- The NaSoAlMo standard by which your own record will be judged.
NaNoWriMo -- aka National Novel Writing Month -- dawns once again. This is the now-international phenomenon that challenges ordinary citizens to pen an original 50,000-word novel entirely in the month of November. Since its humble 1999 origins, freelance journalist Chris Baty's vision has ballooned into a cultural juggernaut, with 42,000-plus participants last year.
The vast majority of these scribes, however, hide their masterpieces from the world -- even close friends and lovers are forbidden to read them, whether out of embarrassment or merely a desire for privacy. Oregon-based rock critic and blogger Douglas Wolk counts himself among this throng. His 2001 tome was entitled Monkey Wire. "The novel was really, really awful, and I never let anyone else see it," he admits. "But it was a hell of a lot of fun to write."
And that, ideally, is the point -- private satisfaction, as opposed to public praise for writing the Great American Novel. It's a fantastic idea, one that has inspired numerous spinoffs, of which Wolk's 2004 brainchild is the latest: National Solo Album Month.
You see where this is going. Employing any style of music, any instrumentation, and any recording method, NaSoAlMo troopers craft their very own solo album, entirely in November. Wolk has chosen the first Ramones album as a length-requirement benchmark, clocking in at 29:09; as the record features one cover song ("Let's Dance"), you may do the same.
Wolk is not the first to issue this challenge -- investigate February Album Writing Month at FAWM.org -- but he's a prominent, charismatic dude who writes for Spin, Slate, and The New York Times, in addition to having penned a 33 1/3 book on James Brown's Live at the Apollo. He has also inspired 60-plus folks to sign up for the feat at Lacunae.com/nasoalmo. Far from fuming over copyright infringement, NaNoWriMo's Baty approves of Wolk's effort: "Any event that uses the Ramones as a creative benchmark is clearly doing good work," he says.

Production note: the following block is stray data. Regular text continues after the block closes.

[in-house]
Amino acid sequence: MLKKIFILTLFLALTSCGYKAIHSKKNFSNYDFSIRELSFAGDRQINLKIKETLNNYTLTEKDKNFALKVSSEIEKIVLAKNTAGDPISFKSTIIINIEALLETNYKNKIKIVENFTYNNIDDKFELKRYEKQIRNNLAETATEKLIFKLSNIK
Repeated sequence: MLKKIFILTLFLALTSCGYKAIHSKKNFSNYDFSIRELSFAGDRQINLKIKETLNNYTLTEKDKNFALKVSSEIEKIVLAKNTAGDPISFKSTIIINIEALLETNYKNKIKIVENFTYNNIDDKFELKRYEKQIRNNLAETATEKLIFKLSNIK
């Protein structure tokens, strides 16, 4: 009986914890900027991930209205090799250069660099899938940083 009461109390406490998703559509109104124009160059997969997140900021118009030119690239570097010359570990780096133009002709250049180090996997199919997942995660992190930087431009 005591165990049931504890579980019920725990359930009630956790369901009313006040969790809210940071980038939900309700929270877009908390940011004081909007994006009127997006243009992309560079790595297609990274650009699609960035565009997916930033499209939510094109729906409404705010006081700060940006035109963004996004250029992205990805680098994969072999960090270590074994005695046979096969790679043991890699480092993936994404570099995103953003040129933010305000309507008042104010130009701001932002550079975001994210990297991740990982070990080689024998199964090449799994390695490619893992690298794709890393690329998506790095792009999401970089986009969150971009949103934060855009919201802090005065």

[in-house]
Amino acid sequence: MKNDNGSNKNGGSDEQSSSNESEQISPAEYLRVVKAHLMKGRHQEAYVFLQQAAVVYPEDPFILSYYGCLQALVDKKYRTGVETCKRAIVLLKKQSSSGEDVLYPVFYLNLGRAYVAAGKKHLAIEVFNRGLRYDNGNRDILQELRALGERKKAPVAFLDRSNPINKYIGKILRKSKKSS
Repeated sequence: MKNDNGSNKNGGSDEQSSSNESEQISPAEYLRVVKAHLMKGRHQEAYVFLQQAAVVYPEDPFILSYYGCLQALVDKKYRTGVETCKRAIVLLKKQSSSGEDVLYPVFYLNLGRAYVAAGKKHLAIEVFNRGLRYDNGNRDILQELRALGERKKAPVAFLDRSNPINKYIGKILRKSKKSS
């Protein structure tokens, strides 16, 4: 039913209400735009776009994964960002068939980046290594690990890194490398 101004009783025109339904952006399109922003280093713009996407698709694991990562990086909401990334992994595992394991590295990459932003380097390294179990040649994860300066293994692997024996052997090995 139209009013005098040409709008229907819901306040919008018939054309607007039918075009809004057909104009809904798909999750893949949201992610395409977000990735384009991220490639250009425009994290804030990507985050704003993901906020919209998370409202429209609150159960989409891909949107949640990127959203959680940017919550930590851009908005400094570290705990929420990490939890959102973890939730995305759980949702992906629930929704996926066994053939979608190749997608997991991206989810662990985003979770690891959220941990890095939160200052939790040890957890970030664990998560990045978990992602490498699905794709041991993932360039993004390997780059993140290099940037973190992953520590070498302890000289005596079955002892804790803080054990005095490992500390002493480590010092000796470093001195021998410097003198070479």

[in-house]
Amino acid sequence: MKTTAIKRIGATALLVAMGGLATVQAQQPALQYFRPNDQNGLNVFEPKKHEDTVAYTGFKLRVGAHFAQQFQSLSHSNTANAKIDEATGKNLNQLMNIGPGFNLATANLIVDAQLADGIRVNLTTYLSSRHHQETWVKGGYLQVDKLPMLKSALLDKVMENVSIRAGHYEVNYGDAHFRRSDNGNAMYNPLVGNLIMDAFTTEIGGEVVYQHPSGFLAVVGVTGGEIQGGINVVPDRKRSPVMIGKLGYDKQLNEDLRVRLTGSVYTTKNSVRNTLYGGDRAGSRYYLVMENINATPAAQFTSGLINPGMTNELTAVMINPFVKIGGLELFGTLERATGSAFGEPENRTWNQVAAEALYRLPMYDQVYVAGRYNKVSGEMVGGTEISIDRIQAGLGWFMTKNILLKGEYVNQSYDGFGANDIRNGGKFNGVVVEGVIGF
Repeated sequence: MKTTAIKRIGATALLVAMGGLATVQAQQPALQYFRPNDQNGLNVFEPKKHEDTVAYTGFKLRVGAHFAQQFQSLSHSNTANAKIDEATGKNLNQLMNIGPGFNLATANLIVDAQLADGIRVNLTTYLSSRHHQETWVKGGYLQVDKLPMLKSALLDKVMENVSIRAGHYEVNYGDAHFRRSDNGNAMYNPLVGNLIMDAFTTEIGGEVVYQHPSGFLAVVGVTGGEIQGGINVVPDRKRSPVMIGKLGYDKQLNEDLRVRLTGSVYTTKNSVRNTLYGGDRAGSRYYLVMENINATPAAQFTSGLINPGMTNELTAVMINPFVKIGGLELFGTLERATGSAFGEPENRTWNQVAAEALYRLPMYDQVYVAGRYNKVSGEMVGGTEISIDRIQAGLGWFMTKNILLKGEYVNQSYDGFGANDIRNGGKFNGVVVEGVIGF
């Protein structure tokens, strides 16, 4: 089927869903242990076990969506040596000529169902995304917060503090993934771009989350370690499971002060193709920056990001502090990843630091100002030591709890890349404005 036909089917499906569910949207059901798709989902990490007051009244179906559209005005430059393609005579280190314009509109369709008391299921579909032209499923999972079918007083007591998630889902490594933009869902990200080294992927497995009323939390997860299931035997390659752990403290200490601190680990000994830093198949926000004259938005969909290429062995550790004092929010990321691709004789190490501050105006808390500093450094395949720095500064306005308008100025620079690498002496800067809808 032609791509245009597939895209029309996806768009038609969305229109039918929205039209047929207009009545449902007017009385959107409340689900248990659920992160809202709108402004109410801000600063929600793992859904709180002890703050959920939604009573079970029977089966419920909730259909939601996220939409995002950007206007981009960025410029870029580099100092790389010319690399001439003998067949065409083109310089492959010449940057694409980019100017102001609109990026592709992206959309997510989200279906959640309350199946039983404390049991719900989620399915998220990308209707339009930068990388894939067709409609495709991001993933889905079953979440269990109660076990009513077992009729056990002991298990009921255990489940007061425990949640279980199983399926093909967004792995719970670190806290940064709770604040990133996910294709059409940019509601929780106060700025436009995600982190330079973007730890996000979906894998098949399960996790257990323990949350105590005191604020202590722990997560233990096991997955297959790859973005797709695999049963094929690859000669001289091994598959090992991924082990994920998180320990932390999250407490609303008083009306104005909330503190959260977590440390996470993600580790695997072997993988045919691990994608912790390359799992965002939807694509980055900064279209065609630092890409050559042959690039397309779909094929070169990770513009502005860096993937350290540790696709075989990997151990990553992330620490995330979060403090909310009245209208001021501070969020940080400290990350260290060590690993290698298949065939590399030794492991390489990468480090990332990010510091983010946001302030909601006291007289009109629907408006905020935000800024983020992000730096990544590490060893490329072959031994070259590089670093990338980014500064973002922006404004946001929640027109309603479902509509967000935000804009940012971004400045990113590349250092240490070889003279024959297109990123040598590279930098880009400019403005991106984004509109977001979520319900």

And the race is on. This is, of course, a smaller, more peculiar beast than NaNoWriMo. For one thing, Baty organizes write-ins where authors can gather to feed off the collective enthusiasm, whereas it's not feasible for several people to lay down searing clarinet solos in the same room. But come December 1, the outcome will be similar: a horde of proud artists hoisting novels and albums they're perfectly happy to conceal forever. Wolk invites folks to send in their results, and the audioblog SaidtheGramophone.com will host them. But that ain't the point.
"There's a sense I get too often that people feel like they're not even allowed to make any kind of art unless they have mass culture in mind," Wolk says -- "that unless you're a talented professional, your task is only to consume, and that making stuff is the painful task that artists have to put up with to reap the benefits of public exposure. That is pretty high up there on the list of the stupidest things I've ever heard. Making art for yourself -- and not necessarily for anyone else -- is about as much fun as anything can be."
Thus, it's no surprise that one prominent jazz-classical luminary participating in NaSoAlMo prefers to remain unnamed and unknown. "Part of the reason I signed up for the thing with the stupid acronym is because it felt really anonymous," she says. "I like the idea of delivering music to total strangers, people who have never heard a peep out of me. I make my living as a musician for hire. I sing other people's music for money . . . I am basically a high-priced hooker in the field of music. Okay, a medium-priced hooker plus heart of gold, or something like that.
"I often think about the word 'amateur,' which comes from the Latin amator, meaning 'lover,'" she continues. "Someone who makes art for the love of it and does not get paid is an amateur. I am a professional who is attracted to the idea of being an amateur. But if I am going to do it for love, I want it to be with a stranger."
So don't get offended if your friends won't share their novels and debut albums with you -- it's not about you, after all, and perhaps that's for your own good. "What if my original songs are just complete crap?" asks the Masked NaSoAlMo-er. "Derivative, boring, older, balder versions of the artist that I might have been at age 14, if I had not been so practical and so hell-bent on getting paid? If it turns out I have no tacos, I don't want to annoy my friends and colleagues. I would rather annoy total strangers on the internet. Isn't that what the internet is for?"